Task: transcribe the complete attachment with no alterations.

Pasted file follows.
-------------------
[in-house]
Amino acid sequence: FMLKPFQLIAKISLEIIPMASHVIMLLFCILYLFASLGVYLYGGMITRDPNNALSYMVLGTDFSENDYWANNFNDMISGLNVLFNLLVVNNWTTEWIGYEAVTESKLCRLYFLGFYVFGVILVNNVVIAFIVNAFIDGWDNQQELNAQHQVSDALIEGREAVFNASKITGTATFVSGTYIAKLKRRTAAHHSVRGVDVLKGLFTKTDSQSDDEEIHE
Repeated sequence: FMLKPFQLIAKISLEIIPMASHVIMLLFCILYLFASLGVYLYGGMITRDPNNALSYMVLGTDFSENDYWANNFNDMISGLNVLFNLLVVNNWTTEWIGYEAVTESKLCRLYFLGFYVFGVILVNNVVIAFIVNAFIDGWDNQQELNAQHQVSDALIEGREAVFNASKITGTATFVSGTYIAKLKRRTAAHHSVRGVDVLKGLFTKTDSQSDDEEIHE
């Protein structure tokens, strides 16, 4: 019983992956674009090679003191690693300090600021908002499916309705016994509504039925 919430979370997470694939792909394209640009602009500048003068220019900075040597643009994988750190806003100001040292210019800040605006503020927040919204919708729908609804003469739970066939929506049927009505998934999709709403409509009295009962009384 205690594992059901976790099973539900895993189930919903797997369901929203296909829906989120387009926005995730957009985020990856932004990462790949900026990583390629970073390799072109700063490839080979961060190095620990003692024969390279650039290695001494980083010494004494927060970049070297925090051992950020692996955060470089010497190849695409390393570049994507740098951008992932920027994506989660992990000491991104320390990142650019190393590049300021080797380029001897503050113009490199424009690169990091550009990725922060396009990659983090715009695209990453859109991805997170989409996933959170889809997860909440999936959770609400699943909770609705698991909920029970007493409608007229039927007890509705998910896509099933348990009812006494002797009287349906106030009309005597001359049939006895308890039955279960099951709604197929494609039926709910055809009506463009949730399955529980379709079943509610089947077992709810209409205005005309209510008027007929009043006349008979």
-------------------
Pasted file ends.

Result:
[in-house]
Amino acid sequence: FMLKPFQLIAKISLEIIPMASHVIMLLFCILYLFASLGVYLYGGMITRDPNNALSYMVLGTDFSENDYWANNFNDMISGLNVLFNLLVVNNWTTEWIGYEAVTESKLCRLYFLGFYVFGVILVNNVVIAFIVNAFIDGWDNQQELNAQHQVSDALIEGREAVFNASKITGTATFVSGTYIAKLKRRTAAHHSVRGVDVLKGLFTKTDSQSDDEEIHE
Repeated sequence: FMLKPFQLIAKISLEIIPMASHVIMLLFCILYLFASLGVYLYGGMITRDPNNALSYMVLGTDFSENDYWANNFNDMISGLNVLFNLLVVNNWTTEWIGYEAVTESKLCRLYFLGFYVFGVILVNNVVIAFIVNAFIDGWDNQQELNAQHQVSDALIEGREAVFNASKITGTATFVSGTYIAKLKRRTAAHHSVRGVDVLKGLFTKTDSQSDDEEIHE
């Protein structure tokens, strides 16, 4: 019983992956674009090679003191690693300090600021908002499916309705016994509504039925 919430979370997470694939792909394209640009602009500048003068220019900075040597643009994988750190806003100001040292210019800040605006503020927040919204919708729908609804003469739970066939929506049927009505998934999709709403409509009295009962009384 205690594992059901976790099973539900895993189930919903797997369901929203296909829906989120387009926005995730957009985020990856932004990462790949900026990583390629970073390799072109700063490839080979961060190095620990003692024969390279650039290695001494980083010494004494927060970049070297925090051992950020692996955060470089010497190849695409390393570049994507740098951008992932920027994506989660992990000491991104320390990142650019190393590049300021080797380029001897503050113009490199424009690169990091550009990725922060396009990659983090715009695209990453859109991805997170989409996933959170889809997860909440999936959770609400699943909770609705698991909920029970007493409608007229039927007890509705998910896509099933348990009812006494002797009287349906106030009309005597001359049939006895308890039955279960099951709604197929494609039926709910055809009506463009949730399955529980379709079943509610089947077992709810209409205005005309209510008027007929009043006349008979």